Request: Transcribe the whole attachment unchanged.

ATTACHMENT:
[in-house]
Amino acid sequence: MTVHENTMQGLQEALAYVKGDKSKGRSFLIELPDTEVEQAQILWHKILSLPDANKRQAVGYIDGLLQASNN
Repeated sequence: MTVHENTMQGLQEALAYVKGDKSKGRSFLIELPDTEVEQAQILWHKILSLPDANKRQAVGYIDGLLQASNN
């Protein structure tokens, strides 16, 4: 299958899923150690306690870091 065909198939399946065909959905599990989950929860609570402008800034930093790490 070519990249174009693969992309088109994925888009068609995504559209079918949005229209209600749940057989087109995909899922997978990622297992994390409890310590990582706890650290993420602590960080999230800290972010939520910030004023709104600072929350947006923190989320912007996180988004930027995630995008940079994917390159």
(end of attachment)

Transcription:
[in-house]
Amino acid sequence: MTVHENTMQGLQEALAYVKGDKSKGRSFLIELPDTEVEQAQILWHKILSLPDANKRQAVGYIDGLLQASNN
Repeated sequence: MTVHENTMQGLQEALAYVKGDKSKGRSFLIELPDTEVEQAQILWHKILSLPDANKRQAVGYIDGLLQASNN
């Protein structure tokens, strides 16, 4: 299958899923150690306690870091 065909198939399946065909959905599990989950929860609570402008800034930093790490 070519990249174009693969992309088109994925888009068609995504559209079918949005229209209600749940057989087109995909899922997978990622297992994390409890310590990582706890650290993420602590960080999230800290972010939520910030004023709104600072929350947006923190989320912007996180988004930027995630995008940079994917390159």